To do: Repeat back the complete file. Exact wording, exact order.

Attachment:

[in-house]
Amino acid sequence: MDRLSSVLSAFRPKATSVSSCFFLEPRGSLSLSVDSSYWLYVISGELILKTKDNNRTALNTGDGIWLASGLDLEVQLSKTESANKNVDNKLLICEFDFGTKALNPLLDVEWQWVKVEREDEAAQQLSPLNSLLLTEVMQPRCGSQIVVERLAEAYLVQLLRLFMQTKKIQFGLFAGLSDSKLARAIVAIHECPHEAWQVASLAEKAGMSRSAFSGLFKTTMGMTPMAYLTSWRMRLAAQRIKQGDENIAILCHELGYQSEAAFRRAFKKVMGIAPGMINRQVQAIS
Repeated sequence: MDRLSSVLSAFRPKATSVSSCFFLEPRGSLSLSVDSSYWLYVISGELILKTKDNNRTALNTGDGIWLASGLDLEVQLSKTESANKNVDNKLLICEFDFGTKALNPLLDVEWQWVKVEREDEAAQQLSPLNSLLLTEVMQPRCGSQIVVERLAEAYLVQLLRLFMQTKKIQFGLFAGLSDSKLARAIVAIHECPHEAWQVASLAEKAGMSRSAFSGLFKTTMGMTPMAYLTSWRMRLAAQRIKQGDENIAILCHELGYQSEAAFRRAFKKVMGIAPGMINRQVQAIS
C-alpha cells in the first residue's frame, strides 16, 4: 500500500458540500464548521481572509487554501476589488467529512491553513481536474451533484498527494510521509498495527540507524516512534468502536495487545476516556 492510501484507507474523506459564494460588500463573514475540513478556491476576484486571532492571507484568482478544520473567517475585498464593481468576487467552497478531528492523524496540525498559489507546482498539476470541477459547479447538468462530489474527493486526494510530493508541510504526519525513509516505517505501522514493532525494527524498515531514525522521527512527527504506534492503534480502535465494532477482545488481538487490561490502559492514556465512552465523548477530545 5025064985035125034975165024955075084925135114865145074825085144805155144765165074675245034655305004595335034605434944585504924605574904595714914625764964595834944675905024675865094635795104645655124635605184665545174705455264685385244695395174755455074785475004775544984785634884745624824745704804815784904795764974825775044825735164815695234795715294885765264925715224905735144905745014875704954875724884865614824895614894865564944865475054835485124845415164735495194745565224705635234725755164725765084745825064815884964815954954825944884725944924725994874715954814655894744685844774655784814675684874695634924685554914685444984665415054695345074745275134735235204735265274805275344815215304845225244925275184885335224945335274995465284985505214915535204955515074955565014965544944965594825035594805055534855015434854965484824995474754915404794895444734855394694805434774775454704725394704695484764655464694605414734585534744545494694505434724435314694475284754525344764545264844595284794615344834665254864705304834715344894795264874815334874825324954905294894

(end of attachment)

[in-house]
Amino acid sequence: MDRLSSVLSAFRPKATSVSSCFFLEPRGSLSLSVDSSYWLYVISGELILKTKDNNRTALNTGDGIWLASGLDLEVQLSKTESANKNVDNKLLICEFDFGTKALNPLLDVEWQWVKVEREDEAAQQLSPLNSLLLTEVMQPRCGSQIVVERLAEAYLVQLLRLFMQTKKIQFGLFAGLSDSKLARAIVAIHECPHEAWQVASLAEKAGMSRSAFSGLFKTTMGMTPMAYLTSWRMRLAAQRIKQGDENIAILCHELGYQSEAAFRRAFKKVMGIAPGMINRQVQAIS
Repeated sequence: MDRLSSVLSAFRPKATSVSSCFFLEPRGSLSLSVDSSYWLYVISGELILKTKDNNRTALNTGDGIWLASGLDLEVQLSKTESANKNVDNKLLICEFDFGTKALNPLLDVEWQWVKVEREDEAAQQLSPLNSLLLTEVMQPRCGSQIVVERLAEAYLVQLLRLFMQTKKIQFGLFAGLSDSKLARAIVAIHECPHEAWQVASLAEKAGMSRSAFSGLFKTTMGMTPMAYLTSWRMRLAAQRIKQGDENIAILCHELGYQSEAAFRRAFKKVMGIAPGMINRQVQAIS
C-alpha cells in the first residue's frame, strides 16, 4: 500500500458540500464548521481572509487554501476589488467529512491553513481536474451533484498527494510521509498495527540507524516512534468502536495487545476516556 492510501484507507474523506459564494460588500463573514475540513478556491476576484486571532492571507484568482478544520473567517475585498464593481468576487467552497478531528492523524496540525498559489507546482498539476470541477459547479447538468462530489474527493486526494510530493508541510504526519525513509516505517505501522514493532525494527524498515531514525522521527512527527504506534492503534480502535465494532477482545488481538487490561490502559492514556465512552465523548477530545 5025064985035125034975165024955075084925135114865145074825085144805155144765165074675245034655305004595335034605434944585504924605574904595714914625764964595834944675905024675865094635795104645655124635605184665545174705455264685385244695395174755455074785475004775544984785634884745624824745704804815784904795764974825775044825735164815695234795715294885765264925715224905735144905745014875704954875724884865614824895614894865564944865475054835485124845415164735495194745565224705635234725755164725765084745825064815884964815954954825944884725944924725994874715954814655894744685844774655784814675684874695634924685554914685444984665415054695345074745275134735235204735265274805275344815215304845225244925275184885335224945335274995465284985505214915535204955515074955565014965544944965594825035594805055534855015434854965484824995474754915404794895444734855394694805434774775454704725394704695484764655464694605414734585534744545494694505434724435314694475284754525344764545264844595284794615344834665254864705304834715344894795264874815334874825324954905294894